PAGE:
Fat Wallet is a deals page that provides coupons and cash back offers to its members and general site visitors. But is it all it’s cracked up to be, and can you really score some deals with it?
Nothing is better than saving money on purchases, and feeling like you’ve gotten something for the best price going. Likewise, it’s sometimes painful to learn that you’ve paid more than you should for a product after you’ve already bought it.
The claim made by Fat Wallet is that it is home to the “savviest shoppers on the Internet”. In order for that to be true you’d have to be able to get reliable deals from the site each time you go there. However, our research discovered that the site really doesn’t offer much advantage over a Google search or just shopping at Amazon.
Fat Wallet has been around for a long time in the world of the Internet, started over a decade ago by a lone entrepreneur. In that time it has grown to be able to have a number of employees and has been voted one of the best places to work. They seem to be doing a good job of keeping their employees happy, and offering a polished site to visitors and members.
It’s free to browse through the different products and services at Fat Wallet, and we weren’t even bugged to sign up at all. All of the best deals are listed on the main page of the website with no sign-up required in order to be taken to the website with the deal and make your purchase. They make their money by collecting commissions on the sales made at the sites they send traffic to. It’s a common business model, and one that is used by big companies and small alike.
Since you don’t have to sign up there’s really no commitment involved with using Fat Wallet. You can optionally sign up as a member and get cash back bonuses credited to your account that you can eventually use to make further purchases. You may actual find that you end up buying things you don’t really need just because they were presented to you as a deal. It’s a haven for those that love their shopping therapy because there is always a wall of new products for you to scroll through and something is sure to jump out at you.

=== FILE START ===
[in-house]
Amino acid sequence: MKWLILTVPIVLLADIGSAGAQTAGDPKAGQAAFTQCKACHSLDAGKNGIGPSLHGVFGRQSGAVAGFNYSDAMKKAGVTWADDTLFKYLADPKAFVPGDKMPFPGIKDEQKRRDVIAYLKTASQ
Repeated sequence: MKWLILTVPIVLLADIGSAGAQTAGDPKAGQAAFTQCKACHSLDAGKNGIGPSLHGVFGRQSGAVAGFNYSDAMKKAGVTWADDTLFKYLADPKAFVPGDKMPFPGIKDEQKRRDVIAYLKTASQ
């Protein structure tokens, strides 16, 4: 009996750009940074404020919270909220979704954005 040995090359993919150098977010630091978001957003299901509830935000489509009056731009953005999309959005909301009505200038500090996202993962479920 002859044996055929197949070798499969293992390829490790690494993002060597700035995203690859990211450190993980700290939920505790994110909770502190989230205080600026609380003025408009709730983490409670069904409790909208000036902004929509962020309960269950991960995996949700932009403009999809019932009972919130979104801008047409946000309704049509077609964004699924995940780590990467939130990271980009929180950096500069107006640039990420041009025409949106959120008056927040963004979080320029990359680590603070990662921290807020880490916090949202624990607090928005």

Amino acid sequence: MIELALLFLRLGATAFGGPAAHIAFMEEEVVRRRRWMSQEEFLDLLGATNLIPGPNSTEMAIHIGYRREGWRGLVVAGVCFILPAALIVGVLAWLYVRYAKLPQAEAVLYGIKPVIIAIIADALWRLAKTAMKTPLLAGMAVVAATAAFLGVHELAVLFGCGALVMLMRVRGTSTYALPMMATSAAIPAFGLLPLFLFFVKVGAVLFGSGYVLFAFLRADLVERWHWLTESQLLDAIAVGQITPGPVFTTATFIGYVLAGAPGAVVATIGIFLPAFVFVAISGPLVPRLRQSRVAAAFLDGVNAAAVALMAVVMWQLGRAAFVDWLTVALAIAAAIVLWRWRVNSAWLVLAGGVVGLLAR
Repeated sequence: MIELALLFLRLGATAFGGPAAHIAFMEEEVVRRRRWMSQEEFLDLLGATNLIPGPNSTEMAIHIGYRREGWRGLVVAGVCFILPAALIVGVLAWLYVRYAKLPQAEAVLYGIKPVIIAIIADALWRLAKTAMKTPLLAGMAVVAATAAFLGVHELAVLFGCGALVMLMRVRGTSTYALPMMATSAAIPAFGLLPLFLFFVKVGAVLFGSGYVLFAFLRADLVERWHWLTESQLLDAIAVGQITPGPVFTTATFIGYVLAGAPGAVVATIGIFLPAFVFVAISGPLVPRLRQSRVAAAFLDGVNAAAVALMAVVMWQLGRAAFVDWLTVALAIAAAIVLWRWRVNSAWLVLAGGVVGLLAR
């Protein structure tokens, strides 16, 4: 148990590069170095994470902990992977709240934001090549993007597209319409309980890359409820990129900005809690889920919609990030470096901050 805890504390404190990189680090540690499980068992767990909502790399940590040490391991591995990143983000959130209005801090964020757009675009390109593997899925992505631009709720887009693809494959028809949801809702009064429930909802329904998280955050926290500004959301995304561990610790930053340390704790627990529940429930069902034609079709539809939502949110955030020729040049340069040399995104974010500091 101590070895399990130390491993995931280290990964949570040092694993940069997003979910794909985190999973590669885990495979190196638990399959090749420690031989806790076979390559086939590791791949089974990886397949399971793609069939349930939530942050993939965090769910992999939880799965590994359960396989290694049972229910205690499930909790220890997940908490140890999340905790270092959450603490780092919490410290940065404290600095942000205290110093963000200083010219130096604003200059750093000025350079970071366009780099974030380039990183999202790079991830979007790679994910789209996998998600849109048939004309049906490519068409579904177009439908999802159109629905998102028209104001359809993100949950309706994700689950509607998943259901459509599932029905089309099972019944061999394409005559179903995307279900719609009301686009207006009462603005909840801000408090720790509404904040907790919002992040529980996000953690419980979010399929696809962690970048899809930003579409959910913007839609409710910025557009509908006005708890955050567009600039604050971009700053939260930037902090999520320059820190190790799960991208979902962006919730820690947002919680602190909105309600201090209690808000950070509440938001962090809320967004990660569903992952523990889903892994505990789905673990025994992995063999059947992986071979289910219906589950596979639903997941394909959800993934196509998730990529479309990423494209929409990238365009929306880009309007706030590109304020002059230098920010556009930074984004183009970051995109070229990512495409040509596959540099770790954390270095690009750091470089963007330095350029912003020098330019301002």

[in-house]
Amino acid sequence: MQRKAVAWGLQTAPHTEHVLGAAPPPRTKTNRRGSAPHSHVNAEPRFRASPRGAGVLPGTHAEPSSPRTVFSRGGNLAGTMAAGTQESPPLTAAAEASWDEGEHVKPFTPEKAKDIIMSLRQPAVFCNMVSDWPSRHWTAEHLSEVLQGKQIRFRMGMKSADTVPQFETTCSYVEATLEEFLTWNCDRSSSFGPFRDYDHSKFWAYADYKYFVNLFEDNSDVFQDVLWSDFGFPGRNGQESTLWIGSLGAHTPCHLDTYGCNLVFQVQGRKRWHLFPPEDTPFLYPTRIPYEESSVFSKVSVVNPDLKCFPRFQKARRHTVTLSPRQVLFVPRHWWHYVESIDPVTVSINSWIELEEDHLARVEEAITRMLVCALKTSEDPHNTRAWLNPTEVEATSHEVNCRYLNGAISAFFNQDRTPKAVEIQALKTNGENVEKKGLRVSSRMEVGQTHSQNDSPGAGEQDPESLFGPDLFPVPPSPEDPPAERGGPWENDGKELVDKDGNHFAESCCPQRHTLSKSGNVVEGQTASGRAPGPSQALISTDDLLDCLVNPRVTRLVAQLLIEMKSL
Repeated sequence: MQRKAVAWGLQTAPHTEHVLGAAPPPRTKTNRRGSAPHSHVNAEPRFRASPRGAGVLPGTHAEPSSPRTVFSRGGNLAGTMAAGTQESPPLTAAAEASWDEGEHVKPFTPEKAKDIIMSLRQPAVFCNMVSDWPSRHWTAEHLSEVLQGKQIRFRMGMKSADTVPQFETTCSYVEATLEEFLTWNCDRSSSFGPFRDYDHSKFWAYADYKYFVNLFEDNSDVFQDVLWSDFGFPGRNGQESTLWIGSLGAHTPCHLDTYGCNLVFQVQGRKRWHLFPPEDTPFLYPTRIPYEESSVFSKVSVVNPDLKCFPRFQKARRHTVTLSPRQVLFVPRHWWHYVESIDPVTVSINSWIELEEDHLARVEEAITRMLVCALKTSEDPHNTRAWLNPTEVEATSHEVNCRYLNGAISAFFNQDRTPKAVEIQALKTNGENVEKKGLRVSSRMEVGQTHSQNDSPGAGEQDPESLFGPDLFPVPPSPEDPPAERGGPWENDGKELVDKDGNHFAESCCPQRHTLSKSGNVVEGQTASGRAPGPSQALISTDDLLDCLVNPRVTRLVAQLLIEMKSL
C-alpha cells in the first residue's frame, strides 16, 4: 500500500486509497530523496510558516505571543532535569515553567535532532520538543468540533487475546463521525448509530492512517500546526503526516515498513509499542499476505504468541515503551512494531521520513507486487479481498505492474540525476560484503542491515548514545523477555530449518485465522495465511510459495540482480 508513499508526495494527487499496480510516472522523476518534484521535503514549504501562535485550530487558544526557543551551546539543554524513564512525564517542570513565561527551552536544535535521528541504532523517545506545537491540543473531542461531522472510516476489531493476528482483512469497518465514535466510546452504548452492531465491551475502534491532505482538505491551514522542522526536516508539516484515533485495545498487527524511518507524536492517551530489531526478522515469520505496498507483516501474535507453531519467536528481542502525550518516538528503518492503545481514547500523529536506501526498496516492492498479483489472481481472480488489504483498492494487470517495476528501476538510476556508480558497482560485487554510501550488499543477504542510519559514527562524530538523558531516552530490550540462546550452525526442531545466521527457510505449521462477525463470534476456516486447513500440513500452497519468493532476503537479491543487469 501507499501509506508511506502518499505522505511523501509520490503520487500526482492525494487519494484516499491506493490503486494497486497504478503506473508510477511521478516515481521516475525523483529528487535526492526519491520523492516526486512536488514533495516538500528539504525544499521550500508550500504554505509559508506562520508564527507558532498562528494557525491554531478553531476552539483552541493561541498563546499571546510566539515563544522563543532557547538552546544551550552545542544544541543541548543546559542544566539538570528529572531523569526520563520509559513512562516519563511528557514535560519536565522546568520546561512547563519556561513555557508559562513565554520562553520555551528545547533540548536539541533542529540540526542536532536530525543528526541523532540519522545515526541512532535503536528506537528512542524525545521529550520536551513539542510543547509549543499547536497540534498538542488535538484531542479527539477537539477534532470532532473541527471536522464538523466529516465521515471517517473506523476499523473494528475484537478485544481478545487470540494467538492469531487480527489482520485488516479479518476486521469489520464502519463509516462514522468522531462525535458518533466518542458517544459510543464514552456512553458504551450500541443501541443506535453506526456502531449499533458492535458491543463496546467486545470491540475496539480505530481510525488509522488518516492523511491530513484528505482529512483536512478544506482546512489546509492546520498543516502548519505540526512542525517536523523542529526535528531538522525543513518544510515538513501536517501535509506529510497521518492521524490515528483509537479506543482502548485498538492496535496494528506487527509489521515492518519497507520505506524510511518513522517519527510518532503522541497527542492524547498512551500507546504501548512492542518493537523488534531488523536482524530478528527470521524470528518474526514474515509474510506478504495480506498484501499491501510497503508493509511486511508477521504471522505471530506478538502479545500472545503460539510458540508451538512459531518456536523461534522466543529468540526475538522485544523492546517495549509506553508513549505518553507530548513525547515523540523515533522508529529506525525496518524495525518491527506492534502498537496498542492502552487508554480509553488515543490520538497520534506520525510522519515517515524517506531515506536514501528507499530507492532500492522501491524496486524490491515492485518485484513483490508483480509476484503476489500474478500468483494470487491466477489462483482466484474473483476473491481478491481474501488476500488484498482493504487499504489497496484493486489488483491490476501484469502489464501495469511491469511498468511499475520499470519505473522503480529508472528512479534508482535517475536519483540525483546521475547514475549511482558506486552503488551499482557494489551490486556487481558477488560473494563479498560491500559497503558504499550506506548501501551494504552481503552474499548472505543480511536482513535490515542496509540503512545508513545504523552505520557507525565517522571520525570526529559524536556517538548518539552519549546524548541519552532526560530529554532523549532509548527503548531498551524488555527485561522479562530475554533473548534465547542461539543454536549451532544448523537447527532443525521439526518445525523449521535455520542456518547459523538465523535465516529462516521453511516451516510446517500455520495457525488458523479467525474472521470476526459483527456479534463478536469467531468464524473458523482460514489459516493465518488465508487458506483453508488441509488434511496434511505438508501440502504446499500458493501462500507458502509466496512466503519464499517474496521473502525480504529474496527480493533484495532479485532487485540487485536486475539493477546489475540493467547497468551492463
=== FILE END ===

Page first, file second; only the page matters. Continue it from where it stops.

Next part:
Some of the deals listed aren’t really deals at all. Take for example this desk that was listed on the site for $79.88:
But after clicking through to Amazon the price is $128.25:
This may be a simple error, or it could be a way to send traffic over to Amazon and put their affiliate cookie on people’s computers and devices so that they get commission on any sales made. To truly be a “deal” they would have had to be offering the desk at a price lower than what an Amazon visitor would find it for directly through Amazon.
Other items we found on their “Best Deals” page were equally disappointing, including a great deal on a Dyson vacuum cleaner that had expired, and an off-brand computer monitor being offered for the same price as two other online retailers. So we couldn’t really figure out what the big draw is to this site, unless you are fast enough to grab a legit deal when it hits the site, or if you don’t mind buying a hodge podge of items to get a cash back award.
The caveat to using a site like this is that it overrides the usual buying cycle that goes something like this: “I have a need that isn’t being met. I need a product that meets this need. I will seek out that product and buy it for the best price.” Instead you’re left with a buying cycle that goes something like this: “Look at that deal! Gimme gimme gimme!” This can lead to purchases you wouldn’t have made and you can end up spending more than you have budgeted for the month by being presented with so many seemingly good things to buy.
Final Fat Wallet Review
Overall, we were unimpressed with what Fat Wallet showed us. There were some cool features, and we don’t doubt that they’ve paid back over $42 million dollars in cashback bonuses. But the deals we looked at were either a) for stuff you probably don’t need b) expired or c) misleading or d) not very good deals at all. One feature we did like is that they scour deal sites like Groupon and LivingSocial and present them to you in a nice interface.
While the site might have started out with one man and his vision to help people find deals, it seems to have devolved to a generic deal site after being acquired by Performance Marketing Brands. You may be able to find a deal here, but be sure to cross reference your finds with Google to see if you really are getting a decent deal.
Most times it’s best to drop the name of the product you’re considering into the Google search bar and you’ll instantly be presented with prices that the item is currently going for. You may be able to find the same item at the same price or lower from retailers that are more well-known and that you’d trust with the sale.